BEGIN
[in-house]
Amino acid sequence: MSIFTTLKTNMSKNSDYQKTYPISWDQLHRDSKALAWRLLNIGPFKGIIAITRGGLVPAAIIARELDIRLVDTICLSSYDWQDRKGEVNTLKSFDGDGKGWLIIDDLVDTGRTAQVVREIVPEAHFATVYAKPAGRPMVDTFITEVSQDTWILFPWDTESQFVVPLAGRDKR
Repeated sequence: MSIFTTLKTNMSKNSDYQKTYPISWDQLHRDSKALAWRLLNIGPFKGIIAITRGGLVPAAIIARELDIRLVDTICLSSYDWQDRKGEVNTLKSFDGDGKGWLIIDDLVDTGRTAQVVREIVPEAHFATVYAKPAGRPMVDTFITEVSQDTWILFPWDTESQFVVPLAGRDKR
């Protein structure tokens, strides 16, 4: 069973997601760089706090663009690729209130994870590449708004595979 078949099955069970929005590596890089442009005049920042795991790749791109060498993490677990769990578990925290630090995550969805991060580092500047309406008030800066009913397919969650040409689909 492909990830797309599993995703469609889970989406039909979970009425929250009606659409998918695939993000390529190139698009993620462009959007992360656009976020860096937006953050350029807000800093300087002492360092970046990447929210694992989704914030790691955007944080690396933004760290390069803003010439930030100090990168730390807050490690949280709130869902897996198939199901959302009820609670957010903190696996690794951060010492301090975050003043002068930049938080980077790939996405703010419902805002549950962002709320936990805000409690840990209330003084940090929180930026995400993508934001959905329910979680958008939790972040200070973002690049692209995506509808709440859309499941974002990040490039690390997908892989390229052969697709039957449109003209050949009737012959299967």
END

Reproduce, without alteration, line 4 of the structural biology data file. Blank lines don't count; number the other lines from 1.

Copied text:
């Protein structure tokens, strides 16, 4: 069973997601760089706090663009690729209130994870590449708004595979 078949099955069970929005590596890089442009005049920042795991790749791109060498993490677990769990578990925290630090995550969805991060580092500047309406008030800066009913397919969650040409689909 492909990830797309599993995703469609889970989406039909979970009425929250009606659409998918695939993000390529190139698009993620462009959007992360656009976020860096937006953050350029807000800093300087002492360092970046990447929210694992989704914030790691955007944080690396933004760290390069803003010439930030100090990168730390807050490690949280709130869902897996198939199901959302009820609670957010903190696996690794951060010492301090975050003043002068930049938080980077790939996405703010419902805002549950962002709320936990805000409690840990209330003084940090929180930026995400993508934001959905329910979680958008939790972040200070973002690049692209995506509808709440859309499941974002990040490039690390997908892989390229052969697709039957449109003209050949009737012959299967």